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This case involved arbitration proceedings stemming from plaintiff's class action suit alleging, among other things, that SouthernLINC's termination fees were unlawful penalties under Georgia law. SouthernLINC, a wireless provider, appealed the district court's denial of its motion to vacate two arbitration awards. Under the standard set forth by the Supreme Court in Oxford Health Plans LLC v. Sutter, the court concluded that the arbitrator did not exceed his powers under section 10(a)(4) of the Federal Arbitration Act (FAA), 9 U.S.C. 1 et seq., either in construing the arbitration clause as he did or in certifying a class. Accordingly, the court affirmed the judgment of the district court. View "Southern Communications Serv. v. Thomas" on Justia Law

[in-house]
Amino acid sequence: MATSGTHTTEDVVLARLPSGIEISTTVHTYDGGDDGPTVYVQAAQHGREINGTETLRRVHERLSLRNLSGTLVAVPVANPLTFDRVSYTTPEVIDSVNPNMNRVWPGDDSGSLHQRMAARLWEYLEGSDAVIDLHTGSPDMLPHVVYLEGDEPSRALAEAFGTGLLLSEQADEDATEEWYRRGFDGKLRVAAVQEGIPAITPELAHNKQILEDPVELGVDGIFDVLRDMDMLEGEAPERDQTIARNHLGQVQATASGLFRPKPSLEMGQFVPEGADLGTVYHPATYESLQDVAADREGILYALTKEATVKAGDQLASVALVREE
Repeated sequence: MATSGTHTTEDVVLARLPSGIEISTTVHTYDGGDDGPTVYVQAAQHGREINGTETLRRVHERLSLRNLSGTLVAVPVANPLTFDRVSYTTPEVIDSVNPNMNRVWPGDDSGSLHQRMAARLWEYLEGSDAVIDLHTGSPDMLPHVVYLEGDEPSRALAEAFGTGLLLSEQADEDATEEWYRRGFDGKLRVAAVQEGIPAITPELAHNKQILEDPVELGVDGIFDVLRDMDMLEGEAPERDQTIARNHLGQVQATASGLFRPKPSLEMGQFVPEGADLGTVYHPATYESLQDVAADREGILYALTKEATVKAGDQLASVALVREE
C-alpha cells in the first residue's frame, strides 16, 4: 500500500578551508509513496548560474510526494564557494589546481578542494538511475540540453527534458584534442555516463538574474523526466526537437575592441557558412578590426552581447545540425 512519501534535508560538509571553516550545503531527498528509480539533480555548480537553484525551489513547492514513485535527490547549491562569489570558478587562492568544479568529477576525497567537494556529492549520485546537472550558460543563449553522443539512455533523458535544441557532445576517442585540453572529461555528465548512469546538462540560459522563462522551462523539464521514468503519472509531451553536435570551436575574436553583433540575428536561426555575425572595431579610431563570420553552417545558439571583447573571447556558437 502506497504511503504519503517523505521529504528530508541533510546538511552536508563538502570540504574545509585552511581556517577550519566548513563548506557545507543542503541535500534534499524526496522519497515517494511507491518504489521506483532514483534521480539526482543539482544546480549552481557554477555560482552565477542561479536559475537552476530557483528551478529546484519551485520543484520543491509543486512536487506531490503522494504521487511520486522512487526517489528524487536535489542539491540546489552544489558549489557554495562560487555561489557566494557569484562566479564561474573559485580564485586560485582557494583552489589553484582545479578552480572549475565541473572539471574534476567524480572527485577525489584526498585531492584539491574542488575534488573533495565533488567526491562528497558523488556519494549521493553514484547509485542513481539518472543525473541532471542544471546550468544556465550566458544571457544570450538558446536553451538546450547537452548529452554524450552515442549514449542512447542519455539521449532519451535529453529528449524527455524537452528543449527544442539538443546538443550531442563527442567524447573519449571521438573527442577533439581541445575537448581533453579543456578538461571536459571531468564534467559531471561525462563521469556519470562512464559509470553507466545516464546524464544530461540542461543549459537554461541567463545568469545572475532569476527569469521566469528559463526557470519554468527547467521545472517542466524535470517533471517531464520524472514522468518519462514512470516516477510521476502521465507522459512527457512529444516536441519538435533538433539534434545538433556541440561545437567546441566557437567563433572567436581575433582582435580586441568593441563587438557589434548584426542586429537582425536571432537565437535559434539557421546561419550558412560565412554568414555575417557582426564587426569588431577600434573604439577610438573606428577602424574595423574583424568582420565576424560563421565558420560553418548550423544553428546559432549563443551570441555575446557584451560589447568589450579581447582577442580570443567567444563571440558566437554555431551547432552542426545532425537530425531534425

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The FTC sued Randall Leshin and his co-appellants based on deceptive marketing practices and other violations of the Federal Trade Commission Act, 15 U.S.C. 41 et seq., committed by Leshin's debt-consolidation business. At issue on appeal was whether a district court could convert the unpaid remainder of an equitable disgorgement remedy, stemming from a compensatory civil contempt sanction, into the legal remedy of a money judgment after the contemnor has disgorged as much money as he currently has the ability to pay. The court concluded that the district court acted within the bounds of its broad discretion in this case and affirmed the judgment. View "Federal Trade Commission v. Leshin, et al." on Justia Law